Where to get help for Alcohol and Drug Abuse
Here are some of the area’s resources for those seeking help with alcoholism or substance abuse.
Full-time, residential care with 24-hour medical supervision is most often found in hospitals or traditional 28-day facilities.
Father Martin’s Ashley, Havre De Grace, Maryland; 800-799-4673; fathermartinsashley.com. 28-day residential program that has provided services to more than 40,000 adults since its opening in 1983.
Psychiatric Institute of Washington, 4228 Wisconsin Ave., NW; 202-885-5610; psychinstitute.com. Inpatient treatment facility for substance abuse for children, adolescents, and adults.
Second Genesis, 301-563-6527; secondgenesis.org. A residential program helps women receive treatment while still living with their children; others treat dual-diagnosis disorders. Adolescent and adult outpatient care is available at facilities throughout the metropolitan area.
Caron, Wernersville, Pennsylvania; 800-678-2322; caron.org. Caron, formerly known as Chit Chat, is a residential and outpatient facility three hours west of DC. Treating both adolescents and adults for alcohol and drug dependencies in gender-separate environments, Caron also has educational programs for family members. A secondary campus is in Boca Raton, Florida.
Involves three or more hours of care for a minimum of three days per week; can involve escalating degrees of monitoring.
Kolmac Clinic, 301-589-0255; locations in Columbia, Gaithersburg, Silver Spring, and Washington; kolmac.com. These adult outpatient and intensive outpatient clinics have treated patients using ambulatory detox and dual-diagnosis since 1973. They accept almost all private insurance.
Addiction Treatment Center, Suburban Hospital, 6001 Montrose Rd., Rockville; 301-896-2036; suburbanhopsital.org/services/124905.html. Affiliated with Suburban Hospital, the Addiction Treatment Center offers clinical evaluations, inpatient detoxification, and intensive-outpatient and continued-care services. Special programs are offered for cases involving legal matters and at-risk adolescents.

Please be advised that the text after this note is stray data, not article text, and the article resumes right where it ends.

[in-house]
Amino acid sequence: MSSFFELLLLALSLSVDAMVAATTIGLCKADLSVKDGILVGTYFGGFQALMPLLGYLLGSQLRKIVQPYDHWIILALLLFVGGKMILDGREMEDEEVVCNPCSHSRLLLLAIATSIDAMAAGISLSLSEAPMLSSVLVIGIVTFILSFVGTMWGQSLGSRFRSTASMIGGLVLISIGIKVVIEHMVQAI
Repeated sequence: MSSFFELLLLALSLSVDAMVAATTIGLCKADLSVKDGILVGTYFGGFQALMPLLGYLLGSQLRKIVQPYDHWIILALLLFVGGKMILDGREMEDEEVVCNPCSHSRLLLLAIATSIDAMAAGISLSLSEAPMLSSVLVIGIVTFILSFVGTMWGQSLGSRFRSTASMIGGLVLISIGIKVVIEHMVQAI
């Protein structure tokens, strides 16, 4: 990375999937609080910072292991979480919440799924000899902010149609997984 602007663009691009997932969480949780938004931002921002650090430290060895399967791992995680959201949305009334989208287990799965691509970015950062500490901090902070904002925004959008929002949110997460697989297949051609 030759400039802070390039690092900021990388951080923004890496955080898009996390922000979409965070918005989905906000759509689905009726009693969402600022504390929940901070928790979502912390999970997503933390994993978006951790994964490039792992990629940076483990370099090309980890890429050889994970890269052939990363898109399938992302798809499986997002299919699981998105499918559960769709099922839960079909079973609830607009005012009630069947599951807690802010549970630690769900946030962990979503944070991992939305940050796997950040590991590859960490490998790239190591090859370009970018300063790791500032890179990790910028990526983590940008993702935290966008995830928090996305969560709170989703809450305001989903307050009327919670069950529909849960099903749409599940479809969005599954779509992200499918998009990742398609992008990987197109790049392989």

Also called “continued-care” facilities, these programs monitor recovering patients through regular, but not overnight, counseling or therapy.
Georgetown University Hospital Alcohol and Drug Abuse Program, 202-687-8678; georgetownuniversityhospital.org. Private and group counseling for individuals and families. Also maintains a support group for women married to substance abusers.
Inova Comprehensive Addiction Treatment Services Program, Fairfax Hospital; 703-776-7777; inova.org/inovapublic.srt/mentalhealth/cats/index.jsp. This program has both short-term inpatient detox and a nine-month outpatient program with varying levels of care for adults in Northern Virginia.
Inova Kellar Center, Fairfax; 703-218-8500; inova.org/inovapublic.srt/kellar/factsheet.jsp. Provides outpatient care to children, adolescents, and families suffering from or affected by drug and alcohol addictions. Daily programs as well as in-home services are available.
Intervention and Advocacy
Formal intervention counselors as well as area organizations promoting alcohol-and-substance-abuse awareness.
Intervention Center, Vaughn Howland, 301-588-4558; intervention.com. Specializes in formal interventions for families and individuals suffering from alcohol and substance-abuse addictions.
The Johnson Institute, 613 Second St., NE; 202-662-7104; johnsoninstitute.org. National advocacy group that works for change in mental-health policy and practices. Information on how to get involved is on its Web site.
Faces and Voices of Recovery, 1010 Vermont Ave., NW, Suite 708; 202-737-0690; facesandvoicesofrecovery.org. Advocacy group that works to broaden social understanding of the disease of addiction. A more detailed list of campaigns and resources is available on its Web site.
Addiction Intervention Resources, St. Paul, Minnesota; 800-561-8158; addictionintervention.com. Provides intervention counselors in the Washington area.
Love First: A New Approach to Intervention for Alcoholism and Drug Addiction by Jeff Jay and Debra Jay; lovefirst.net.